THE EROSION OF CONSTITUTIONAL CONSTRAINTS
James Madison, the primary architect of the Constitution, described the powers of the federal government in the Federalist No. 45 as “few and defined… to be exercised principally on external objects, as war, peace, negotiation, and foreign commerce.” Thomas Jefferson, in his first inaugural address, described the powers of the federal government as limited to “the external and mutual relations only of these states.” In 1936, however, the Supreme Court ruled in United States v. Butler that “the power of Congress to authorize appropriations of public money for public purposes is not limited by direct grants of legislative power found in the Constitution.” The Court, apparently, paid no attention to Madison’s defense of the proposed Constitution in the Federalist No. 41, where he argued that “the idea of an enumeration of particulars which neither explain nor qualify the general meaning, and can have no other effect than to confuse or to mislead, is an absurdity.” After his retirement as president, Madison wrote that the General Welfare clause slipped into the Constitution as a consequence of “inattention to phraseology occasioned doubtless by its identity with the harmless character attributed to it in [the Articles of Confederation] from which it was borrowed.” My own reflections on this issue, summarized in an article in 1975, concluded that “at the present time, the enumerated functions do not even command lip service. The U.S. Constitution, in terms of its effectiveness in constraining the functions of the federal government, is a dead letter.”
Moreover, no coherent theory of the state has been substituted for the formal constitutional restraints. During the 1950s, economists developed a theory of the state, described as “welfare economics,” based on the provision of public goods and the correction of externalities in market transactions. This theory — formulated by Arrow, Bator, Baumol, Samuelson, and others — provides a satisfactory framework for the role of the state, but only if government officials are all‐knowing saints. Welfare economics overlooked the fundamental insight of our constitutional founders: that government should be so structured that the behavior of government officials in pursuit of their private interests also serves the public interest.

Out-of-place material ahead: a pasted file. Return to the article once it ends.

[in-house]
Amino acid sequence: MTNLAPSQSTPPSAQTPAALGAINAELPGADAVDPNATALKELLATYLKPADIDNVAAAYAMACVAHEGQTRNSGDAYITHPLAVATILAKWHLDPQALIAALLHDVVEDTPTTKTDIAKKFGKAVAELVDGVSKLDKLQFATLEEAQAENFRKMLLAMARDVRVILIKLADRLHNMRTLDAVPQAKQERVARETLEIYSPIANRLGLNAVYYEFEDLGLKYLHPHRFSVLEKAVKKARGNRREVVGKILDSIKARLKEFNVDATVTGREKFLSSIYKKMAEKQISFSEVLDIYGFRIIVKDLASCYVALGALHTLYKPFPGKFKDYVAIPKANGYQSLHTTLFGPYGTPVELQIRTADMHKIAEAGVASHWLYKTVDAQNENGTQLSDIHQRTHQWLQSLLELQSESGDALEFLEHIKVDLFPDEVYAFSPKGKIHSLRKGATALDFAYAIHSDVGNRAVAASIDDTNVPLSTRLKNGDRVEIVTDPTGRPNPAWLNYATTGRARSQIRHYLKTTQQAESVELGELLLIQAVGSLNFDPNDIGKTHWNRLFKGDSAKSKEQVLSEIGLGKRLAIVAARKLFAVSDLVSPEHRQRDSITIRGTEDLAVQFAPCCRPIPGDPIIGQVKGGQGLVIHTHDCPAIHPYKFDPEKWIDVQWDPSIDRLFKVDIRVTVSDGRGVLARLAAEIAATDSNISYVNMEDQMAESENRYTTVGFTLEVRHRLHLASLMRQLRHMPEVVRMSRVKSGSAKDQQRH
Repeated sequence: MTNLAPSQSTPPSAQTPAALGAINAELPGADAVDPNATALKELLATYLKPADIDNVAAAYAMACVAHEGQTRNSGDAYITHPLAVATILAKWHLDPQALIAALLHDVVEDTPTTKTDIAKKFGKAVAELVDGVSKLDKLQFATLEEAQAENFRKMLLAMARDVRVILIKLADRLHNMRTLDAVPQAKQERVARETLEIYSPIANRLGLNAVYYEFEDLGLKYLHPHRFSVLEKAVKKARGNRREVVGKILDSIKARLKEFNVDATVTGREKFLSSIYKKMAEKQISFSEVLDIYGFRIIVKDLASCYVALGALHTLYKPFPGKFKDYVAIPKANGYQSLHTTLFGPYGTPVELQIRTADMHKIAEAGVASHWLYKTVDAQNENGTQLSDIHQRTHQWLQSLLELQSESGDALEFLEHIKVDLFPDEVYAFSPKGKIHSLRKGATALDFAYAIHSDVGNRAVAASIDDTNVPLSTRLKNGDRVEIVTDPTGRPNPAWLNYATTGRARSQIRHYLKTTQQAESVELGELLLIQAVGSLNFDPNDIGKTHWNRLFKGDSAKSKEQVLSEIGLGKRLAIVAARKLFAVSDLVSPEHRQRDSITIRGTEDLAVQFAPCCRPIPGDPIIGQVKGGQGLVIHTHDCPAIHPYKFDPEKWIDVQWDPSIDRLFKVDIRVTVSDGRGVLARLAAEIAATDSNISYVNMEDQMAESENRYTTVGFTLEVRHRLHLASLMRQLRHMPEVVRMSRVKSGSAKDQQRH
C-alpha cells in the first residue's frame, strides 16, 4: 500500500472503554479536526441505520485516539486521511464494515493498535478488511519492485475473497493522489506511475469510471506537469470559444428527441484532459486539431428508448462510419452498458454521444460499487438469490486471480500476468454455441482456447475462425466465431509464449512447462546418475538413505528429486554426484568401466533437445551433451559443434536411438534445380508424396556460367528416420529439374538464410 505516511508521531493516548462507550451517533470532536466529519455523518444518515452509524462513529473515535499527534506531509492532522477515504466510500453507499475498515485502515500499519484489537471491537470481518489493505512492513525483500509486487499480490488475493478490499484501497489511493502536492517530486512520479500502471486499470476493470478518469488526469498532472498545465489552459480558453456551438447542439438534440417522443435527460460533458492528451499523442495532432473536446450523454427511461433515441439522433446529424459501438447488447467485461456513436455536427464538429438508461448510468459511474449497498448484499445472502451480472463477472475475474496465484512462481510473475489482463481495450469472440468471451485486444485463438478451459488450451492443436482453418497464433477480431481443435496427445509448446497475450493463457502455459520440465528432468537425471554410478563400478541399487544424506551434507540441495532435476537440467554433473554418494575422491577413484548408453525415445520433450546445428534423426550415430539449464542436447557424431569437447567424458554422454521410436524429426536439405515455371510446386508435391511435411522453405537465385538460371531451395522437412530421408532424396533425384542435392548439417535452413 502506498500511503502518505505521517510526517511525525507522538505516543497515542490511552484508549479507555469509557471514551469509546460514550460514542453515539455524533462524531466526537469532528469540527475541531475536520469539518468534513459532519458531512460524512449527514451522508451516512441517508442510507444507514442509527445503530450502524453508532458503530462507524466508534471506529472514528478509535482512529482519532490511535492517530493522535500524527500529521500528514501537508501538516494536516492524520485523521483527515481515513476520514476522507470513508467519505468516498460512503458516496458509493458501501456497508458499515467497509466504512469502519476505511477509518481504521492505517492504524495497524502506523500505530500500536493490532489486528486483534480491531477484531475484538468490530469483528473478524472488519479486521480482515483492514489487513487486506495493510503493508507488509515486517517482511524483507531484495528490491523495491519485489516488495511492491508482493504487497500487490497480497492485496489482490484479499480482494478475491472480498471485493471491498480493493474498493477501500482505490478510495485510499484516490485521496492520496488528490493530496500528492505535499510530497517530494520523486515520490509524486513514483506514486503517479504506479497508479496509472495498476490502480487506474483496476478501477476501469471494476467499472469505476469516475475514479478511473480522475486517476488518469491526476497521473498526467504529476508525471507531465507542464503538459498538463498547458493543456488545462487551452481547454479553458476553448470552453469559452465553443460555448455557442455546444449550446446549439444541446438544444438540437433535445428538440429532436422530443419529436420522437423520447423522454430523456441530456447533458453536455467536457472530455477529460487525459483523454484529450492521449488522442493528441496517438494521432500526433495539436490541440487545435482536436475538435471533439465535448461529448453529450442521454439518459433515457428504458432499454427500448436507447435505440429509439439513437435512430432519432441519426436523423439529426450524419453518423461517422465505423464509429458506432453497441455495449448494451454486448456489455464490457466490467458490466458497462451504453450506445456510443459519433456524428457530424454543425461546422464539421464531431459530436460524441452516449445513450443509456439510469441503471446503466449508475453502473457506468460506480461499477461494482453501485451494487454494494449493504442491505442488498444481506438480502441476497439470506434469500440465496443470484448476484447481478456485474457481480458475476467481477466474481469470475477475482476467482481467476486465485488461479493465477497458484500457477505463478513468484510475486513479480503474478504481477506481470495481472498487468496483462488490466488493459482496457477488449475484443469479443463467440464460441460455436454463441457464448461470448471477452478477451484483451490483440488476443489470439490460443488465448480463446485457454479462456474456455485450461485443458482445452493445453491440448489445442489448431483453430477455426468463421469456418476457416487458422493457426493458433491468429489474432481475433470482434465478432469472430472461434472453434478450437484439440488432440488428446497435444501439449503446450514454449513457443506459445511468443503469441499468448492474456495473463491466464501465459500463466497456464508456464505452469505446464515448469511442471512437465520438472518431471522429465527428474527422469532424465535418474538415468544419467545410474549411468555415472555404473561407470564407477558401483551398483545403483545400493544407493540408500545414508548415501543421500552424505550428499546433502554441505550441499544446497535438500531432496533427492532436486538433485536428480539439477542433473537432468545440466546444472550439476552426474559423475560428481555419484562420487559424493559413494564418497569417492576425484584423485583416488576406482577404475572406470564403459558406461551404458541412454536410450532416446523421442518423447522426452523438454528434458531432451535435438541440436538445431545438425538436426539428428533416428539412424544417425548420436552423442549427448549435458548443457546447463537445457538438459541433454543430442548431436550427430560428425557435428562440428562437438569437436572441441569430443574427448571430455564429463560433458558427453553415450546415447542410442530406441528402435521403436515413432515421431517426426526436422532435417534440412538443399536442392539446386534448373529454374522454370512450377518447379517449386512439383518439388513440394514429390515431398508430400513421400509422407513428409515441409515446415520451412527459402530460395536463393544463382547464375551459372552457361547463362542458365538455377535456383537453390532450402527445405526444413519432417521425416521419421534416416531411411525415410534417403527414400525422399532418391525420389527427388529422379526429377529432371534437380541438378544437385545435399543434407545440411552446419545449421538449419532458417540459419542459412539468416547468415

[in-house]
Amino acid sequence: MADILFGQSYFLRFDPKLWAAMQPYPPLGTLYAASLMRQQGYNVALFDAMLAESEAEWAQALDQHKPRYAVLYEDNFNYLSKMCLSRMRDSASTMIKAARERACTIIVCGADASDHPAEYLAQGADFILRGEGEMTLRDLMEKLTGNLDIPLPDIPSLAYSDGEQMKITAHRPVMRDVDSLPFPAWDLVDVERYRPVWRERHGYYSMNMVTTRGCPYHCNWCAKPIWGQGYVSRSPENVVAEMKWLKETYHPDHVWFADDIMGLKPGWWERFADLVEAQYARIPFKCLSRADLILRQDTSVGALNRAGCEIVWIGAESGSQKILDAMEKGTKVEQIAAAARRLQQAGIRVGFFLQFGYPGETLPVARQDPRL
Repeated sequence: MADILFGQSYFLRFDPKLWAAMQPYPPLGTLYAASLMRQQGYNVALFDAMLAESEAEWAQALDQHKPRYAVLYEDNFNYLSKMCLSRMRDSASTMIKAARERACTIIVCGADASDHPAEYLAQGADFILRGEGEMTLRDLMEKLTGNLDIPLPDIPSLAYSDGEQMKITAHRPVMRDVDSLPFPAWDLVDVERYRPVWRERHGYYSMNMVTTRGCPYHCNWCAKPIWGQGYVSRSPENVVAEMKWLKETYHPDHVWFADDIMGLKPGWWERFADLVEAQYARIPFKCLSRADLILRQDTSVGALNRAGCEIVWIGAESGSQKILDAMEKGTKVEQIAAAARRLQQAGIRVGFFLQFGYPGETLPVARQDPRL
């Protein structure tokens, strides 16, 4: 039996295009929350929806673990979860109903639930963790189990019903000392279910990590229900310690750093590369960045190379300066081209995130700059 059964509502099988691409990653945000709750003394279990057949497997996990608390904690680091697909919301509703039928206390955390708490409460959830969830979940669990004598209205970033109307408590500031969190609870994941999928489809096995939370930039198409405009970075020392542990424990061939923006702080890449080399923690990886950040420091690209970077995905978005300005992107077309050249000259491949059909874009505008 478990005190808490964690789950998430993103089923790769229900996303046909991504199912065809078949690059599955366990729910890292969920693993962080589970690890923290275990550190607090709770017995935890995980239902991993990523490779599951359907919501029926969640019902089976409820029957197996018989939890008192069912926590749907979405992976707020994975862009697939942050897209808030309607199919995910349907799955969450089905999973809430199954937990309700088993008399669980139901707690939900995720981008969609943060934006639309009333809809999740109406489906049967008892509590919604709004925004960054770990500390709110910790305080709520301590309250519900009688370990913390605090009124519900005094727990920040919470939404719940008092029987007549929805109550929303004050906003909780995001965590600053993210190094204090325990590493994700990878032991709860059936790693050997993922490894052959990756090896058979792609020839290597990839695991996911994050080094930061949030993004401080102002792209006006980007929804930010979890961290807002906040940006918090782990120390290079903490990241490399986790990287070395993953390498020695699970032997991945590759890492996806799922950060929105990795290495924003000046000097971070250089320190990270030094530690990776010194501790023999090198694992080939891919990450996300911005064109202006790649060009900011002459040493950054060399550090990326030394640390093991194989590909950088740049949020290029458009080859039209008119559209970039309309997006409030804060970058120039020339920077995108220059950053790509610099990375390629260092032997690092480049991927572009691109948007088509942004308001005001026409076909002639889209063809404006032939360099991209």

In any case, welfare economics did not provide any effective restraints on the developing functions of government. Many government activities are not public goods. Many government activities create additional externalities. Much of the activity of the modern state, like that of imperial Rome, consists of providing various forms of bread and circuses, goods and services that are adequately supplied by the market.
THE ROLE OF THE CATO INSTITUTE
For some of you, this may be your first exposure to the Cato Institute. What can a small nonpartisan policy institute, operating in a city fascinated with power, do to address these issues? The role of Cato, like that of similar institutes, is based on the premise that changes in government policy should be based on informed consent. In pursuit of that role, we document the effects of a wide range of government activities and develop alternatives that will better serve the interests of a free community.
Most important, we try to shape the perspective by which people address policy issues. Does a specific policy increase personal choice? Does it reflect the consent of those affected? Does it respect the considerable diversity of the American community? As with other institutes, we bring a number of analytic perspectives to bear on these issues. Some of our resident and adjunct scholars have been influenced especially by the Austrian economic tradition, best represented in the writings of Mises and Hayek. Others have been more influenced by the neo‐classical tradition or the developing field of public choice.
We differ from many other institutes primarily in our political values. These values have been characterized as “radical conservative” by the liberal press, as “anarchist” by the conservative press, and sometimes as “libertarian.” I am personally uncomfortable with any of these labels. We share the values of Locke, Smith, and Mill — people who were known as Whigs and, later, as Liberals in British political thought. We share the values of Jefferson and Madison, the authors of the leading charters of American liberty, people who called themselves both Republicans and Democrats. We will differ from the dominant political traditions primarily when they try to use the powers of the state to impose their particular values on the larger community. We will oppose contemporary liberals when they fail to distinguish between a virtue and a requirement. We will oppose contemporary conservatives when they fail to distinguish between a sin and a crime.
This perspective — libertarian, if you wish — reflects a shared set of political values among people who may have widely different personal values or religious beliefs, a perspective, I contend, that was and is the essence of the original and continuing American revolution. The terms that are used to describe this perspective are not important. We ask you to read our publications. We will value any contribution you can make to our funding. Spell our name correctly, and call us what you will.
Governor Reagan was prescient in recognizing that the reelection of a Republican president by a large majority would not be sufficient to slow the growth of government. That is still the case. President Reagan will earn our support when the actions of his administration are consistent with his long‐held convictions. He will deserve our opposition when they are not. The cause of liberty is not especially dependent on which party or person is elected to political office. It is more dependent on the views shared by both parties on the importance of limiting the role of the state to those activities that serve the common defense and the general welfare.